From the pope's letter, "Evangelii Gaudium (The Joy of the Gospel)": "It is impossible to persevere in a fervent evangelization unless we are convince...more From the pope's letter, "Evangelii Gaudium (The Joy of the Gospel)": "It is impossible to persevere in a fervent evangelization unless we are convinced from personal experience that it is not the same thing to have known Jesus as not to have known him, not the same thing to walk with him as to walk blindly, not the same thing to hear his word as not to know it, and not the same thing to contemplate him, to worship him, to find our peace in him, as not to. It is not the same thing to try to build the world with his Gospel as to try to do so by our own lights. We know well that with Jesus life becomes richer and that with him it is easier to find meaning in everything. This is why we evangelize."
One of the ways in which G. K. Chesterton really impresses me throughout this little book of essays is in his deep understanding of the right relationship between Christians, and social and economic concerns. Too often we tend to catch on to something, such as democratic-republican government, and make it part of our religion. We sometimes act similarly about capitalism, forcing ourselves to defend its faults as though it was straight out of the Bible instead of straight out of the Enlightenment. Or we may go in another wrong direction, and say Christians should have no concern in "worldly" affairs. One system is as bad as another and all of them are fundamentally none of our business.
The truth is that neither of these standpoints correctly represents Christianity, which is in its nature, both extremely other-worldly, and extremely concerned with this world also. Chesterton put it quite well in the essay "When the World Turned Back": "We must not hate humanity, or despise humanity, or refuse to help humanity; but we must not trust humanity; in the sense of trusting a trend in human nature which cannot turn back to bad things." We should, by all means, be actively involved in all the concerns entailed by the command to love our neighbors as ourselves, whether politically or socially or what-have-you, but we should never come to a place where we forget that any man-based system is capable of going wrong.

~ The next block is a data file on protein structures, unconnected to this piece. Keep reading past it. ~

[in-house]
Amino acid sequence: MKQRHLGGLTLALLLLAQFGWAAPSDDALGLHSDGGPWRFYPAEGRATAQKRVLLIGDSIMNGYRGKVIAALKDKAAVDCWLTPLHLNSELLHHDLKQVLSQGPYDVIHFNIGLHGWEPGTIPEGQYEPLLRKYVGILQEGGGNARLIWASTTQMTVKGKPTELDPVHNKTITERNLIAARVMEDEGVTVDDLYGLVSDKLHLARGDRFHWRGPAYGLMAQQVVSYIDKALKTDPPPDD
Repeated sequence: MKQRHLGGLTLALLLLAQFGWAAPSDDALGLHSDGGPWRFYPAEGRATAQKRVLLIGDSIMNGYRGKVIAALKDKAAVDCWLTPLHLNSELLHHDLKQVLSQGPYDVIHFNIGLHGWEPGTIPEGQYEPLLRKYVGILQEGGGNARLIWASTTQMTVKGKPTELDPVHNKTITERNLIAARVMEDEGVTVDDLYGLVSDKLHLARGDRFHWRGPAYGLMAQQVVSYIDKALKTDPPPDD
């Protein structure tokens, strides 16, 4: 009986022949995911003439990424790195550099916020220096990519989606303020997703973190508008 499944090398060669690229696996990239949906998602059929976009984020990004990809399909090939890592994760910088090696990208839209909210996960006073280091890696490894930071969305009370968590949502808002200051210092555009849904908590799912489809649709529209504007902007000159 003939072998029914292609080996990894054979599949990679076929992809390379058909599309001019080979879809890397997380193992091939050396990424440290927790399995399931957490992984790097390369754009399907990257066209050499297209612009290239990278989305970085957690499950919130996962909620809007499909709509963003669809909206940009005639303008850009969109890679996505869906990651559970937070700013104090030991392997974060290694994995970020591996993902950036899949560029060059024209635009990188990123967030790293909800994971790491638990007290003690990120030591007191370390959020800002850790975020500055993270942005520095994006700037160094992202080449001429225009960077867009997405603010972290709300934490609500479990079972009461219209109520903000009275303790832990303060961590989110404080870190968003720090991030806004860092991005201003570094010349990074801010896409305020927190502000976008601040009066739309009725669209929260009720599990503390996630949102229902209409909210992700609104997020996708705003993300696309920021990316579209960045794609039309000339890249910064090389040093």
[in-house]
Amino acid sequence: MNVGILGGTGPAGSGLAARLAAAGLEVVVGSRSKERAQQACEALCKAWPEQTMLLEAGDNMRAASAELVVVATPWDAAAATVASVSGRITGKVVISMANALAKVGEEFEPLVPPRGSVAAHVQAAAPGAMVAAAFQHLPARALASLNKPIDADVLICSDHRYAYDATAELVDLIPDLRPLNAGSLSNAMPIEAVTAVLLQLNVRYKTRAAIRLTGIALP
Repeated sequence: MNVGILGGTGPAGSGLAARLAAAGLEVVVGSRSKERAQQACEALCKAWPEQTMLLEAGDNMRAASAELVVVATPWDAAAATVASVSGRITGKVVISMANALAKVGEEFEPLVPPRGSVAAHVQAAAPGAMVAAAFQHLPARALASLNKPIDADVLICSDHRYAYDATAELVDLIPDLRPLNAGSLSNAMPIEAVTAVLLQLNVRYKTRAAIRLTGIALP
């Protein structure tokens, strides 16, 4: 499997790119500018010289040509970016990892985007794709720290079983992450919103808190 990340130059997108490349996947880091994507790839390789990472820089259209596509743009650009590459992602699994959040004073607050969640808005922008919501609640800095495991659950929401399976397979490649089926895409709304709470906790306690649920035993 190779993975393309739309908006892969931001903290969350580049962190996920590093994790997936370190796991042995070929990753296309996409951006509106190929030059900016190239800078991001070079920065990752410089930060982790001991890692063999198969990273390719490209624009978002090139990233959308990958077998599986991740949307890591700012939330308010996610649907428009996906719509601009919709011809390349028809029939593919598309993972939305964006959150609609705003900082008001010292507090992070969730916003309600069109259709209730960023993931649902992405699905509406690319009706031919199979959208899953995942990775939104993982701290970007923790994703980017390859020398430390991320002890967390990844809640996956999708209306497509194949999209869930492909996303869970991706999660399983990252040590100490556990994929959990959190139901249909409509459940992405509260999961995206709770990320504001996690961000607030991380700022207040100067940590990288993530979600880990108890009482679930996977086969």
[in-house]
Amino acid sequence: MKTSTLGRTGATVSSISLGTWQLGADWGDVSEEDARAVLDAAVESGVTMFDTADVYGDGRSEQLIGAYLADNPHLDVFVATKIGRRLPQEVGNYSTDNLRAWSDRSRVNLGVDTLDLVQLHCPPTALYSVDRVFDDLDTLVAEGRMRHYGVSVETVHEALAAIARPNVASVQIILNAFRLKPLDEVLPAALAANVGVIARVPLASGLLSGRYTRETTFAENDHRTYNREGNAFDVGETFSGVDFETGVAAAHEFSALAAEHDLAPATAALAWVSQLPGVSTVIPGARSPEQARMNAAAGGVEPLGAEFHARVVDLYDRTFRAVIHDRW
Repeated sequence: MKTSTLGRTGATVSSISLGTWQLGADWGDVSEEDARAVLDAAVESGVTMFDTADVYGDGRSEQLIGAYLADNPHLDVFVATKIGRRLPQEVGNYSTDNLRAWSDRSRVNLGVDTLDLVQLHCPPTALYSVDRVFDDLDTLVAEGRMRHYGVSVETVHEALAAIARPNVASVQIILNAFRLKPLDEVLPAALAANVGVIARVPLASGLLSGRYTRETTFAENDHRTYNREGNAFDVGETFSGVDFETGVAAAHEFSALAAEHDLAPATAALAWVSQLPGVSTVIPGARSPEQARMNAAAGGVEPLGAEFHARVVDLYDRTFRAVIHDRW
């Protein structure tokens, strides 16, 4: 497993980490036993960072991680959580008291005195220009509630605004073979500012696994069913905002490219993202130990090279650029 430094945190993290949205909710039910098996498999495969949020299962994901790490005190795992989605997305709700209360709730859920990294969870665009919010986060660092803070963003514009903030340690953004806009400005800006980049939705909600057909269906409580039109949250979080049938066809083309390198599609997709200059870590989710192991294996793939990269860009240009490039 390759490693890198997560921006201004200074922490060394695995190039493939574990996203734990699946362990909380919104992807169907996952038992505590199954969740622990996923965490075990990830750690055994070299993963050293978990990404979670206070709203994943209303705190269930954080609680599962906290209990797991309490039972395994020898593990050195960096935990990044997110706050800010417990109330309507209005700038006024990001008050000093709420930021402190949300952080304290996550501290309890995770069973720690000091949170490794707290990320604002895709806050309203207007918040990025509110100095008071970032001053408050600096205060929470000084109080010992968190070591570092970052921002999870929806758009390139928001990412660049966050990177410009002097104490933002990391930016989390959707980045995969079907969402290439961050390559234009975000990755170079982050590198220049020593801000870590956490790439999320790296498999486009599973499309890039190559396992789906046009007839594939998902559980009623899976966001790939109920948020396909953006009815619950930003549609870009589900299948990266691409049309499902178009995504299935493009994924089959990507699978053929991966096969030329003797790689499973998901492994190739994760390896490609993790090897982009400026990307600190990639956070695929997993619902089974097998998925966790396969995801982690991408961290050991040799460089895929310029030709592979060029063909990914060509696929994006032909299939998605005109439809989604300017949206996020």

In this little book, Chesterton wrote words that should be the motto on the door of every Christian activist: "Try a Monarchy if you think it will be better; but do not trust a Monarchy, in the sense of expecting that a monarch will be anything but a man. Be a Democrat if you like (and I shall always think it the most generous and the most fundamentally Christian ideal in politics); express your sense of human dignity in manhood suffrage or any other form of equality; but put not your trust in manhood suffrage or in any child of man. There is one little defect about Man, the image of God, the wonder of the world and the paragon of animals; that he is not to be trusted. If you identify him with some ideal, which you choose to think is his inmost nature or his only goal, the day will come when he will suddenly seem to you a traitor."
As Chesterton suggests in the title of the book, it is the world that is shallow, and Christianity that has the well of truth. We may acknowledge that the puddles of the world may hold some good water, and we may pour into them of the "living water," but we should never mistake the puddles for the well.
"I remember that I died laughing through that whole book. I went back and read it again for fun."
Okay, so I didn't think The Elements of Style was tha...more"I remember that I died laughing through that whole book. I went back and read it again for fun."
Okay, so I didn't think The Elements of Style was that funny--that was a classmate of mine. My own reaction to Strunk and White was horror. I had never known there could be so many wrong ways to use words; many of the wrong ways were habits for me. I had thought my writing was concise, but S&W convicted me of wordiness. Those two men were stern teachers to me.
After my initial humility at finding I regularly made over thirty stylistic errors began to wear off, I argued with several of the rules. Strunk is (in my opinion) too strict about the correct use of "however," and a few other rules are outdated as well. Yet in spite of those rules that are going the way of the wall phone, The Elements of Style remains a classic guide to clear English prose. It is a rare book that gives so much useful instruction in so few pages, but perhaps if more of us take to heart the command to "omit needless words," then more such succinct gems will be written. (less)